Sebastien

  3. #23
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    Default Clarification please - what did 'live' actually mean?

    May I just ask a quick question, the answer to which may be obvious to everyone else but is puzzling me?

    In these demonstrations was the live sound also being played back through the speaker system?

    I have read the articles a number of times and in places they refer to switching between live and recorded in a manner which suggests to me that both were going through the amplifiers and speakers, ie what was being compared was the speakers reproduction of a recording and the same speakers reproduction of an instrument being played live.

  4. #24
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    Default Those big spakers played loud ... at home?

    Looking at the photo and how big the room is, I would imagine those speakers would be capable of going insanely loud in a smaller domestic sized room. I’d be interested in knowing how they would perform in a modern sized living room, at socially acceptable sound levels.

  5. #25
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    Default

    As there are no mention of microphones in the equipment list, I think we can conclude that where the live performers were introduced, the recorded music would cease, except in the recorded + live organ piece. I guess that there was a system of cue lights. I'm not clear about whether there was an attempt to (virtually) seamlessly stop the replay over the speakers on a particular bar and allow the live performers to start or whether whole pieces were played through, then switched to live.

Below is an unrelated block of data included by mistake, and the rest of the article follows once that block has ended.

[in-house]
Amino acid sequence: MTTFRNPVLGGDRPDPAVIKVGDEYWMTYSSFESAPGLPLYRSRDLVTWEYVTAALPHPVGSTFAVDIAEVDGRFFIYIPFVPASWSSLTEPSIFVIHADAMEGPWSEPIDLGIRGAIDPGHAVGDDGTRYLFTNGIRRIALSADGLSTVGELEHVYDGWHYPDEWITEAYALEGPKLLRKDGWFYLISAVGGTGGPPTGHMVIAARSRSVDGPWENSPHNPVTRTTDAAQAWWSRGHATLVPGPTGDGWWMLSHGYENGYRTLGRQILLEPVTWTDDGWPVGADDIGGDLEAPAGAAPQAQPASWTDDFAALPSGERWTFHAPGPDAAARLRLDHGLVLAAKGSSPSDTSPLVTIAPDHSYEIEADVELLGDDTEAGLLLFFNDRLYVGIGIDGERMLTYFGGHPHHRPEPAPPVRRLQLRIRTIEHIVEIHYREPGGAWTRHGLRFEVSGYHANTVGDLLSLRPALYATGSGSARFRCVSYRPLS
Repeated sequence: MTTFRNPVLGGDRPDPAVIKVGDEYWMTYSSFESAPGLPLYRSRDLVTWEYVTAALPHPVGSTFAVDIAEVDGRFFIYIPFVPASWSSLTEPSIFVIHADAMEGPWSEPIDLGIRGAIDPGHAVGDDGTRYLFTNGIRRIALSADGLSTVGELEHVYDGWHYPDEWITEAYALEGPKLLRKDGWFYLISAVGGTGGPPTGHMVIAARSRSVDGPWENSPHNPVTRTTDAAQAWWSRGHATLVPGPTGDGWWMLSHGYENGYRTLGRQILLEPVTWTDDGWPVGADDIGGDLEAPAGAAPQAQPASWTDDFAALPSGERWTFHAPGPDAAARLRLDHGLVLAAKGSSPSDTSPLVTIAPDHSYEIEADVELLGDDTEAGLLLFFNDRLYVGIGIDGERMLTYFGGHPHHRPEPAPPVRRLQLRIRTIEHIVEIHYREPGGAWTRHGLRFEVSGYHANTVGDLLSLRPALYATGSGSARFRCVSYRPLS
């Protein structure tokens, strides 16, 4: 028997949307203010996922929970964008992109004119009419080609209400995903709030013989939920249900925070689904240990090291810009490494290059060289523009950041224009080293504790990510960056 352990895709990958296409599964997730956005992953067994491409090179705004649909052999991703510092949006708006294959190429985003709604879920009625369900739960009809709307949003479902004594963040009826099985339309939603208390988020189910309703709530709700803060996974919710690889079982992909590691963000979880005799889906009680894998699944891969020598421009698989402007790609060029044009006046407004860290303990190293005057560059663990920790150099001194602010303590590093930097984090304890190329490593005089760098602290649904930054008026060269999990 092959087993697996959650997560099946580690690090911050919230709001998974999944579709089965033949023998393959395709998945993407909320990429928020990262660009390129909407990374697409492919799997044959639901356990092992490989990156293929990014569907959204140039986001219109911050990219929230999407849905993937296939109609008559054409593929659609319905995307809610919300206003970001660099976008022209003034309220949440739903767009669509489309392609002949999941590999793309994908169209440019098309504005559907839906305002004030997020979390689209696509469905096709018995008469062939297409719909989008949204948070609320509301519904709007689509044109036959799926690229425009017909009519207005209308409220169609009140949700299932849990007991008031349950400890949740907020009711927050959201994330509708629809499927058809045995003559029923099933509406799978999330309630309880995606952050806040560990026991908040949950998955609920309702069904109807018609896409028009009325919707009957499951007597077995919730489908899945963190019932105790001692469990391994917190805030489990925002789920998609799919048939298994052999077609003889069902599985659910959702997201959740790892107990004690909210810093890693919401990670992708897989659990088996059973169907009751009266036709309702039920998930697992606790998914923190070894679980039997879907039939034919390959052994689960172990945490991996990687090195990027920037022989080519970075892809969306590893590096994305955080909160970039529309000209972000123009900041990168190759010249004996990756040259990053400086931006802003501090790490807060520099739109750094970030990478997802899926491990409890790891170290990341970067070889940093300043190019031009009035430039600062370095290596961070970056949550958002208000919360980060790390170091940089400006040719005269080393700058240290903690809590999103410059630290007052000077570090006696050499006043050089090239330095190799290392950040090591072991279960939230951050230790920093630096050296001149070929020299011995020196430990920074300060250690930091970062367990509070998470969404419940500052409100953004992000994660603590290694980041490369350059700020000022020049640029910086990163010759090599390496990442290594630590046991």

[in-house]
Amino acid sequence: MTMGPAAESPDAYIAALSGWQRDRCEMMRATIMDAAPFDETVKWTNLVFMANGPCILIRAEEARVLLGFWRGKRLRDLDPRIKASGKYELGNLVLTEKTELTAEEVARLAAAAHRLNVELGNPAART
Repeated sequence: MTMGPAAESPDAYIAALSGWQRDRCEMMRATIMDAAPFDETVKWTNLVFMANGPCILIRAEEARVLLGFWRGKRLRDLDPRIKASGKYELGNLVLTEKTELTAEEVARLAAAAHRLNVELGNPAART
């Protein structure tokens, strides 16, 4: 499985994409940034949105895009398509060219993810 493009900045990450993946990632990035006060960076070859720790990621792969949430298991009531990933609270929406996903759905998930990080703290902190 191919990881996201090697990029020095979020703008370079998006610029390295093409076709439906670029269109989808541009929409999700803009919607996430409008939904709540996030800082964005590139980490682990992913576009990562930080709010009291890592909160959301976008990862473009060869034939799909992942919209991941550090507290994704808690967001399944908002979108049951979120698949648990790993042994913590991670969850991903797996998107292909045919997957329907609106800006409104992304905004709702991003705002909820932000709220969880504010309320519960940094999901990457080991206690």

Did you notice the comment about how the pre-recordings were optimised to the hall and how those same recordings may or may not be suitable for getting the best out of the domestic hifi setup? Back to the thread on damping the listening room for consideration of that.

    Ok, so what's next. Well I think we need to at least note that there is a fundamental difference between the loudspeaker on-stage in the hall and in the listening room. What's missing in the hall is the close proximity and sonic contribution of the side walls and the ceiling - the floor is the same in both although if you are seated near the stage, the floor bounce may well be above your head and not audible. But at home, there is no escaping the floor bounce unless, as I showed in the TechTalk, the listener is actually lying on the floor.

    We know from the audio examples in the non-DSP room damping thread that early reflections (sidewall, floor, ceiling) have a critical influence on the perceived sound at the sweet spot. On stage, the side walls are far from the speakers and reflections off them whilst measurable may well present a completely different impression to the listener in the hall, if any at all. Certainly, the combination of very large drive units with directional high frequencies will spray far less HF laterally and that combination of narrow HF beaming plus side walls far from the speakers is a completely different situation to the real world domestic listening set-up.